Even when different teachers’ lessons are actually compatible, students often fail to recognize the convergence because the same things are said in different ways, and the teachers are too oblivious to spot and address the confusion. In her recent book, The College Fear Factor: How Students and Professors Misunderstand One Another, Rebecca Cox documents the damage such mixed messages inflict on community college students. One student Cox interviewed put her finger on the problem with unusual poignancy:

What is really right for a good paper? Everybody has their standards. So if Mr. Dobbs is teaching me, and he thinks this is a good paper, then what if I do what he told me to do, and I take it to another professor and maybe that’s not his standards? And if my teacher says, “Well, it’s not a good paper,” what am I supposed to do?

So what is right? So that’s very vague; there’s no curriculum–I mean, is that what all the teachers think is a good paper? Or is that just his opinion?

Cox notes how difficult it is for a student to determine whether something a teacher says is “what all the teachers think” or just one teacher’s opinion. This confusion often erodes students’ “initial optimism” about education. They become cynical and disillusioned, and in many cases, even drop out.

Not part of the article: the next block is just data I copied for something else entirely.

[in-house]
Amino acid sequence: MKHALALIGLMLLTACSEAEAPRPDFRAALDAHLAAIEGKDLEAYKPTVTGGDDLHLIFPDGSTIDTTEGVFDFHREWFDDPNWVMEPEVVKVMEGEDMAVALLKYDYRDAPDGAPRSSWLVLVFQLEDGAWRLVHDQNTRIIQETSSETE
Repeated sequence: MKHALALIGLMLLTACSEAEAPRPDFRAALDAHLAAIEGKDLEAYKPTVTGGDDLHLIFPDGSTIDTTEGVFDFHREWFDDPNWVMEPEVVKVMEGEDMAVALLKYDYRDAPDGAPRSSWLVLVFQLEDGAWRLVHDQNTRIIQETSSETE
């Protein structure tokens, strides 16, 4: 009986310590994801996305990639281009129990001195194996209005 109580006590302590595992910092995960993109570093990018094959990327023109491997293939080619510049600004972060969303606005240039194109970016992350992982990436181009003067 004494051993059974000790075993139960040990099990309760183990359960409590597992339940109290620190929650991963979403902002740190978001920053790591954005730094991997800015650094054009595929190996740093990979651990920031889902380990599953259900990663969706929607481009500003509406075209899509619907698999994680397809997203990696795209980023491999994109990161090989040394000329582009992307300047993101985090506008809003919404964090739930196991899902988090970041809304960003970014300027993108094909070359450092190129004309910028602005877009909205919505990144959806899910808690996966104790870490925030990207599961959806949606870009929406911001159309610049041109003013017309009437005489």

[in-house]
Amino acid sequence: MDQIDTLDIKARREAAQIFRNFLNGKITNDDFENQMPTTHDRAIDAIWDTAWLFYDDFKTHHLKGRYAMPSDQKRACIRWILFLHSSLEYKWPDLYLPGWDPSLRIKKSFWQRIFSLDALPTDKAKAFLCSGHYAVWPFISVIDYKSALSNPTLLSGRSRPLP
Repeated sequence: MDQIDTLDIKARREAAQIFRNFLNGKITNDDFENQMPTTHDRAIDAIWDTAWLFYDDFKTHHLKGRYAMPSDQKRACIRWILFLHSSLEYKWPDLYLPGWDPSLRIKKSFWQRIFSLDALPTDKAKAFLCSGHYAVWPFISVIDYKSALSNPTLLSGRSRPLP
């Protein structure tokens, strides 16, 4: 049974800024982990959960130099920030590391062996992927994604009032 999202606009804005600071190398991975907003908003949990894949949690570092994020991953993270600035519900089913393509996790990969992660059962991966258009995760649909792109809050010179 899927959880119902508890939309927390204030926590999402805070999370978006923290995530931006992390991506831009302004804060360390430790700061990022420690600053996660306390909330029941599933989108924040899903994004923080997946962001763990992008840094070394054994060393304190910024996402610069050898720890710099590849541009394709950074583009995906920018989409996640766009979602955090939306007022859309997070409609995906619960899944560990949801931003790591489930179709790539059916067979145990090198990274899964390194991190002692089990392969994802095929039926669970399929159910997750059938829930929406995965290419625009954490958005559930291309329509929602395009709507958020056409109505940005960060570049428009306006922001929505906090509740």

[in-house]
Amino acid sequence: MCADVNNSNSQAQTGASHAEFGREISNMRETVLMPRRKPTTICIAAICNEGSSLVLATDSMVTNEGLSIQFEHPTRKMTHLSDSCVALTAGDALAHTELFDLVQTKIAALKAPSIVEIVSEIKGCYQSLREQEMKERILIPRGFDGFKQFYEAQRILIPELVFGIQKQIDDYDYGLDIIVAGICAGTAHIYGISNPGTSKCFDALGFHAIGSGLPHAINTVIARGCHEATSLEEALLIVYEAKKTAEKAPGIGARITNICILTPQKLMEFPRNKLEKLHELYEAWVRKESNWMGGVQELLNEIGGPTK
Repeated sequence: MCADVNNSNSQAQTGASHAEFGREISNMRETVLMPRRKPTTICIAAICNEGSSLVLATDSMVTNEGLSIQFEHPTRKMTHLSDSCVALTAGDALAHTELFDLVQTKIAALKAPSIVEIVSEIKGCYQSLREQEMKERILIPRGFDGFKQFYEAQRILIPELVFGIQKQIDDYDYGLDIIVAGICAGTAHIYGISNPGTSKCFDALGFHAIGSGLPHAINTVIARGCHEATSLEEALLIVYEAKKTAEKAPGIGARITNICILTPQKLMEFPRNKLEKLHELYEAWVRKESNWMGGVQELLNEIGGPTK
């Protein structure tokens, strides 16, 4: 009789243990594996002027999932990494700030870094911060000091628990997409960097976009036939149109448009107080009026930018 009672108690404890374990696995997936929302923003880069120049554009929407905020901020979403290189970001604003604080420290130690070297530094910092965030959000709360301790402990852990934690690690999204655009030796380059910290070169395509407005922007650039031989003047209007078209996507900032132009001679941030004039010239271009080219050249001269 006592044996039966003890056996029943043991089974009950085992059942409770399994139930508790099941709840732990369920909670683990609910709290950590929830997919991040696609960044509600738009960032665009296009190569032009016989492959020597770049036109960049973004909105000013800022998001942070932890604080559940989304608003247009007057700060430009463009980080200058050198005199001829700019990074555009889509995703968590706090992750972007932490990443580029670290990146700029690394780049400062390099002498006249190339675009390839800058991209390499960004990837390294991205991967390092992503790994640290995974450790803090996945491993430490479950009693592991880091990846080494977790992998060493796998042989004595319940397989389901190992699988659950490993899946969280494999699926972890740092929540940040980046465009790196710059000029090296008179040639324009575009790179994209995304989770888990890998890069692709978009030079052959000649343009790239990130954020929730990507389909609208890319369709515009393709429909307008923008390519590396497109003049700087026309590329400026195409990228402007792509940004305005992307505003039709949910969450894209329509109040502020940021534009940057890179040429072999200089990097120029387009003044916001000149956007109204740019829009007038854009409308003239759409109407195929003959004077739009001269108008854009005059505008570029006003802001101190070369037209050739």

Such curricular dissonance also does much to widen the achievement gap. The high achievers manage to synthesize the mixed messages on their own and thereby deepen their learning from course to course, but the rest do not. For them, education is not a cumulative process, but a bizarre obstacle course in which students must virtually start from scratch every time they enter a new course. Who can blame them if they come away believing that education is just a cynical business of learning enough to get past one teacher and then setting aside those lessons to meet the unrelated or conflicting demands of the next one?

Great teaching can’t fix this problem as long as students are distracted by the discrepancies and contradictions between classes. In a New Yorker article some years back, Malcolm Gladwell unwittingly illustrated this point when he compared talented instructors to NFL quarterbacks. “There are certain jobs,” he wrote, “where almost nothing you can learn about candidates before they start predicts how they’ll do once they’re hired. So how do we know whom to choose in cases like that?”

Yet as any sports fan knows, teams that have great individual athletes still lose when their stars work at cross purposes. Like losing sports teams, American schools and colleges depend too much on brilliant individual teaching performances instead of coordinating their teachers’ lessons enough to give students a clear and consistent picture of how academic work is done. And journalists, politicians, and Hollywood studios support this misguided reliance on individual performance when they glorify individual difference makers like Mr. Keating in Dead Poets Society or Ms. Gruwell in Freedom Writers.